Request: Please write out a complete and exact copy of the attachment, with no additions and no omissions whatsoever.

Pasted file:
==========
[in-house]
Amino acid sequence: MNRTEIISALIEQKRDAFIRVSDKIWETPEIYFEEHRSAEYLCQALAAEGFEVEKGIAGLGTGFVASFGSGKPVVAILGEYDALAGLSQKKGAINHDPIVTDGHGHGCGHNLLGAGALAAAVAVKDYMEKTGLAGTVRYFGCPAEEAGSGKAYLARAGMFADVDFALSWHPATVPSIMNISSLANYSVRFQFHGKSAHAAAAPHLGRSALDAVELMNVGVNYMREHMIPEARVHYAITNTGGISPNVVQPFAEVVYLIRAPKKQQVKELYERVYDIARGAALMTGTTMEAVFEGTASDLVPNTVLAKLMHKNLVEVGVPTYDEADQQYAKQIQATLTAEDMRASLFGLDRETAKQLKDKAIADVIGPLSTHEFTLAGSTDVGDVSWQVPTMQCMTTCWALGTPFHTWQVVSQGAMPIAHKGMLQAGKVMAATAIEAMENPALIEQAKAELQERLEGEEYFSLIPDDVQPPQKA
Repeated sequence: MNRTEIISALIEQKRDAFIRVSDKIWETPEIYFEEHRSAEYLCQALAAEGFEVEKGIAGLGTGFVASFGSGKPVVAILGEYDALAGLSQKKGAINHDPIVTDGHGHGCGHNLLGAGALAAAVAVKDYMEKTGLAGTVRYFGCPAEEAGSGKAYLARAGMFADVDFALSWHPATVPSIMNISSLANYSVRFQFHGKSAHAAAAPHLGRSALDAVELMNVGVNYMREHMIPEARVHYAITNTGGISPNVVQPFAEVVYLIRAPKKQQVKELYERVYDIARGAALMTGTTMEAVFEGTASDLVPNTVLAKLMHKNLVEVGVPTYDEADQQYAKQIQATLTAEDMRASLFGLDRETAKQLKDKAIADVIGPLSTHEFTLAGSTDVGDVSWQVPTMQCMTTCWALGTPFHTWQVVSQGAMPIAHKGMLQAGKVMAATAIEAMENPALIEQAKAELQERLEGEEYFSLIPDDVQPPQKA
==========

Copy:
[in-house]
Amino acid sequence: MNRTEIISALIEQKRDAFIRVSDKIWETPEIYFEEHRSAEYLCQALAAEGFEVEKGIAGLGTGFVASFGSGKPVVAILGEYDALAGLSQKKGAINHDPIVTDGHGHGCGHNLLGAGALAAAVAVKDYMEKTGLAGTVRYFGCPAEEAGSGKAYLARAGMFADVDFALSWHPATVPSIMNISSLANYSVRFQFHGKSAHAAAAPHLGRSALDAVELMNVGVNYMREHMIPEARVHYAITNTGGISPNVVQPFAEVVYLIRAPKKQQVKELYERVYDIARGAALMTGTTMEAVFEGTASDLVPNTVLAKLMHKNLVEVGVPTYDEADQQYAKQIQATLTAEDMRASLFGLDRETAKQLKDKAIADVIGPLSTHEFTLAGSTDVGDVSWQVPTMQCMTTCWALGTPFHTWQVVSQGAMPIAHKGMLQAGKVMAATAIEAMENPALIEQAKAELQERLEGEEYFSLIPDDVQPPQKA
Repeated sequence: MNRTEIISALIEQKRDAFIRVSDKIWETPEIYFEEHRSAEYLCQALAAEGFEVEKGIAGLGTGFVASFGSGKPVVAILGEYDALAGLSQKKGAINHDPIVTDGHGHGCGHNLLGAGALAAAVAVKDYMEKTGLAGTVRYFGCPAEEAGSGKAYLARAGMFADVDFALSWHPATVPSIMNISSLANYSVRFQFHGKSAHAAAAPHLGRSALDAVELMNVGVNYMREHMIPEARVHYAITNTGGISPNVVQPFAEVVYLIRAPKKQQVKELYERVYDIARGAALMTGTTMEAVFEGTASDLVPNTVLAKLMHKNLVEVGVPTYDEADQQYAKQIQATLTAEDMRASLFGLDRETAKQLKDKAIADVIGPLSTHEFTLAGSTDVGDVSWQVPTMQCMTTCWALGTPFHTWQVVSQGAMPIAHKGMLQAGKVMAATAIEAMENPALIEQAKAELQERLEGEEYFSLIPDDVQPPQKA